UFO Spotted in Sayville
UFO Spotted in Sayville
Helps gauge "phantom loads" and provide energy reduction
It’s called a “UFO” because of its disk shape and glowing lights, but for Sayville Senior John Farese, the device took him where he has never gone before—to the International Olympiad as one of eight New York State students chosen to compete in the Energy Division.
John’s close encounter with the UFO Power Center was the result of being in the right place at the right time, but his creative spin on the data it collected propelled him into an under-explored realm of energy conservation in ordinary homes. The UFO device, (which was designed by Marco Graziano of Visible Energy, Inc. and distributed by Home Performance Technologies, Inc.) measures the “phantom loads”—energy still being used even though the electronic equipment appeared “off”—from appliances that are plugged into its hub. The app for the UFO Power Center, which remotely measures and controls wattage consumption, can be downloaded to an iPad from the iTunes Application Store.
Under the guidance of Sayville’s Science Research Teacher Maria Brown, John has participated in the Sayville RISE (Research In Science and Engineering) program for the past four years. After his freshman year, he worked in the Minority Science Mentoring Program at BNL, and after his junior year, was accepted into the High School Research Program at BNL where he was assigned to the Sustainable Energy Group under the mentorship of Dr. Vatsal Bhatt.
While gaining knowledge about sustainable energy, John attended a presentation by a special guest speaker Mark Gunthner of Home Performance Technologies, Inc , who not only talked about innovative energy technologies related to current national energy problems but showed the students how the Ipad/iphone technology (STEM) worked with the UFO to measure phantom loads. Inspired by their “first contact” with this UFO, “John and a few other students designed an interactive ‘game,’” Mrs. Brown explained, “that could be used by all ages to learn more about energy efficiency and wasted energy from phantom loads.”
That is when John hit upon his research project to measure the “phantom loads” in his own home. “The purpose of this project,” John wrote in his abstract,” is to present a model for New Yorkers to reduce their energy consumption by evaluating phantom loads to develop individualized Energy Management Plans for the home owner and ultimately as a model for industry and commercial buildings.”
In his research on energy reduction, which has won him acclaim as a competitor in the Olympiad, John analyzed the electronics in a variety of rooms, calculated the “wasted” energy from the home, made projections for New York State and the nation as a whole, and designed a personal energy-conservation plan for his family so as to eliminate phantom load energy waste. (See the summary of John’s project and findings in the abstract below. Also, see the attached video…)
"This is a topic,” explained Mark Gunthner of HPT, Inc, “—energy reduction—that is tremendously important and tremendously popular with the highest levels: businesses, community leaders, and political leaders, right from the Obama Administration and down….all types of research having to do with energy efficiency and renewable energy is extremely important. We new our students to learn about it early.”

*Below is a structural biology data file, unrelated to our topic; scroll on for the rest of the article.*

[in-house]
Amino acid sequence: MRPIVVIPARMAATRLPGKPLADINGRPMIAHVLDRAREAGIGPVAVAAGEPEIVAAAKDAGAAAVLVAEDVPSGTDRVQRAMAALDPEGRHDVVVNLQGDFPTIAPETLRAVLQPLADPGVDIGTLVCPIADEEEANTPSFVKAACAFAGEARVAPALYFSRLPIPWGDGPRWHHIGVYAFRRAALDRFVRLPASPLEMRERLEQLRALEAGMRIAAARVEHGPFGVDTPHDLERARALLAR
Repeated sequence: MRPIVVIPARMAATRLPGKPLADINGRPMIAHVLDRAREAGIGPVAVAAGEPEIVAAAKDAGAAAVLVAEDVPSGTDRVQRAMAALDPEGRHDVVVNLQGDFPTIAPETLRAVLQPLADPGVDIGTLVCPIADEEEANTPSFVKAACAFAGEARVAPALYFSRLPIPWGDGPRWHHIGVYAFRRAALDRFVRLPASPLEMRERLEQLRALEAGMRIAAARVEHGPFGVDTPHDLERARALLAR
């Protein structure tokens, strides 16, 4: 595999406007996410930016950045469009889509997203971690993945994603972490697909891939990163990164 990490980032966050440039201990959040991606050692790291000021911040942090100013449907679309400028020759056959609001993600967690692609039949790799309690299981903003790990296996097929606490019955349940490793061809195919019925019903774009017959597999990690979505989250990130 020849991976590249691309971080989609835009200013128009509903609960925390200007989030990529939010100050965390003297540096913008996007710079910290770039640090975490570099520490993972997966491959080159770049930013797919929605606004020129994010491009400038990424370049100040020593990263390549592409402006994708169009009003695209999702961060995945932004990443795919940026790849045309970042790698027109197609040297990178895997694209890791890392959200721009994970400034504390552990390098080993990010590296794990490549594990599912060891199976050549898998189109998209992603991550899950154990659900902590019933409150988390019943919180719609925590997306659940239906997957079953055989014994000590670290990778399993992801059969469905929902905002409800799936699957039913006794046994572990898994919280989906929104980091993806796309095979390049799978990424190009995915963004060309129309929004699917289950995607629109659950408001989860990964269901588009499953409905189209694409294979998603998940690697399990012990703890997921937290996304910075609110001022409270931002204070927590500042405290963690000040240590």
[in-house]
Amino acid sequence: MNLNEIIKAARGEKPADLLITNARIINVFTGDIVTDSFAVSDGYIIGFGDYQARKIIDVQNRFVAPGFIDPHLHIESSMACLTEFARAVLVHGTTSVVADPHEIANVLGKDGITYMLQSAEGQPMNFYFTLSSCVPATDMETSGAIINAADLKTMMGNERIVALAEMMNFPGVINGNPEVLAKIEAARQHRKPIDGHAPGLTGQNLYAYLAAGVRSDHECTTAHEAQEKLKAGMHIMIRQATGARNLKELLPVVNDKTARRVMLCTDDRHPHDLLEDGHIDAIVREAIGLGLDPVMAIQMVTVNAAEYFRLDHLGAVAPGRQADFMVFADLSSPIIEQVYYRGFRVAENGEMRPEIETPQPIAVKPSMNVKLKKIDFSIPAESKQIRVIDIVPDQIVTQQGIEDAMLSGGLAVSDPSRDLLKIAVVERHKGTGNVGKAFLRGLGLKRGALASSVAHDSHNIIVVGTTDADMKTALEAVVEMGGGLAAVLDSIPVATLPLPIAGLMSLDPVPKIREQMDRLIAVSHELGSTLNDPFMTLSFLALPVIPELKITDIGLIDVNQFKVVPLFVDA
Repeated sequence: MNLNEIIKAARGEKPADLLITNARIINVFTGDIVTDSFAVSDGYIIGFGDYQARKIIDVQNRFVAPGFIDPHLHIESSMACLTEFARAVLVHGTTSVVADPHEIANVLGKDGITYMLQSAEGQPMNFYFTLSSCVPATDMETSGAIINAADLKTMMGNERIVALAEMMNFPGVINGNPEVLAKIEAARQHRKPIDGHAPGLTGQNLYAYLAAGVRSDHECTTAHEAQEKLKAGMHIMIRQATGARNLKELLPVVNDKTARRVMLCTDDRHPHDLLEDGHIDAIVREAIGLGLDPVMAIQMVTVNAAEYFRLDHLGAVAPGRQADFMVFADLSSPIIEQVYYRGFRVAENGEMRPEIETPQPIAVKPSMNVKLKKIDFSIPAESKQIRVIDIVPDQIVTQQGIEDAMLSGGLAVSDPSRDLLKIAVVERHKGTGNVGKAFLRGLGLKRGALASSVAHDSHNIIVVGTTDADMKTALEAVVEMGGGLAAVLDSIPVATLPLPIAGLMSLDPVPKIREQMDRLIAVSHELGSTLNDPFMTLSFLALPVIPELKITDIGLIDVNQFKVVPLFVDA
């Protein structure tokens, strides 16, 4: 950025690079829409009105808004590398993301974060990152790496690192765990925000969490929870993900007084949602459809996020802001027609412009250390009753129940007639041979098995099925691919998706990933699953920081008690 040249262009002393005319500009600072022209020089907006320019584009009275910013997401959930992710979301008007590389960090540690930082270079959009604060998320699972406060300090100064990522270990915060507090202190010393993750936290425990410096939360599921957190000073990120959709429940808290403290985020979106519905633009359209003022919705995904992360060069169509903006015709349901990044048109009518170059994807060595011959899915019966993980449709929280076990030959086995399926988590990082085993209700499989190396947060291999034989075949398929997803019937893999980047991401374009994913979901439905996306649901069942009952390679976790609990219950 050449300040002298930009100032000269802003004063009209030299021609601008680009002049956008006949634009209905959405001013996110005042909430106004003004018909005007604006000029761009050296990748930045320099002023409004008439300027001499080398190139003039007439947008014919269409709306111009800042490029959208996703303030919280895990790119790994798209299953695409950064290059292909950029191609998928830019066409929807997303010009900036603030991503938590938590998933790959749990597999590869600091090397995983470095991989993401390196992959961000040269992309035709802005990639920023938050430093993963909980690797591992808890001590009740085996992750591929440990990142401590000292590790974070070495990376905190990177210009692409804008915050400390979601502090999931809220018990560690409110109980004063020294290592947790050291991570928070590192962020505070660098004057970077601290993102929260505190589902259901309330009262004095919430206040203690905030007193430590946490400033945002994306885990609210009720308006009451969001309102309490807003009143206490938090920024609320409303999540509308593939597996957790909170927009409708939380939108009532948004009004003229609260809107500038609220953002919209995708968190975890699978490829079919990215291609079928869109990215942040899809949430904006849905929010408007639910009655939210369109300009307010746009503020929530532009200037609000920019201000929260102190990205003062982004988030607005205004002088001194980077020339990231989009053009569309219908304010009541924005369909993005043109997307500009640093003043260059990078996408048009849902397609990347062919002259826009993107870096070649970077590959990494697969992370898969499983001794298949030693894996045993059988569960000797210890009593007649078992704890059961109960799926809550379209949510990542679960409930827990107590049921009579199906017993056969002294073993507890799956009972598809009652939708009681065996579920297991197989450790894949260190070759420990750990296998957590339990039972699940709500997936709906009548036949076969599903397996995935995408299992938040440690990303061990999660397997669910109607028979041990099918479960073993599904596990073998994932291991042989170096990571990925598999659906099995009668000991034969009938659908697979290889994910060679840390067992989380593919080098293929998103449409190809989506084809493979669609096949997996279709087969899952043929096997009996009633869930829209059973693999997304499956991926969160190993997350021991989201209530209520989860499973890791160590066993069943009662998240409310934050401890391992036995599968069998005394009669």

At the Olympiad contest, offered through the I-SWEEEP (International Sustainable World Engineering, Energy & Environment Project, John will be presenting his innovative project. He will join the other, stellar, young researchers who have accepted today’s challenges in energy, engineering, and environment in hopes of making a better tomorrow. Airfare for both John and Maria Brown to attend the Olympiad competition was provided by Mark Gunthner's company Home Performance Technologies, Inc.
Analysis of Common Household Phantom Energy Loads Using Interactive Media to Establish an Individualized Energy Conservation Plan
Sayville High School, West Sayville, New York
Energy consumption in the USA has tripled since 1949 and is distributed in transportation (27.51%), residential (22.15%), industrial (33.14%), and commercial (18.21%).1 In 2011, New York was designated as the region with the highest residential electric rates in the contiguous USA.3 The purpose of this project is to present a model for New Yorkers to reduce their energy consumption by evaluating phantom loads to develop individualized Energy Management Plans for the home owner and ultimately as a model for industry and commercial buildings. The UFO Power Center application was downloaded to an iPad from the iTunes Application Store. Four room types in a house were evaluated for phantom loads to quantify wasted energy. The results for phantom loads per room type showed the following: mean of 3 bedrooms was 14.78W; basement was 34.39 W; den/living room was 19.94 W; and office was 10.18 W. This equates to the following costs per year for each room: (a) basement - $55.37; (b) office - $16.39; (c) bedrooms combined - $71.41; and (d) den/living room - $32.11. Rooms with the most cable boxes drew the highest level of phantom loads and cost the most to run year-round. The average household on Long Island wastes about 953.35 kilowatt-hours per year on electricity which equates to about $175.23 per household. In New York, there are 6,954,916 residential electric customers which equates to 6,630,474,733 kilowatt-hours and $1,218,681,256.00 each year.1 The national level is even more alarming; for 125,717,935 residential electric customers 119,853,293,900 kilowatt-hours and $14,166,659,340.00 are wasted every year.1 Further evaluations using this model should be conducted for commercial properties as cumulative effects are significant for energy conservation, savings, and education.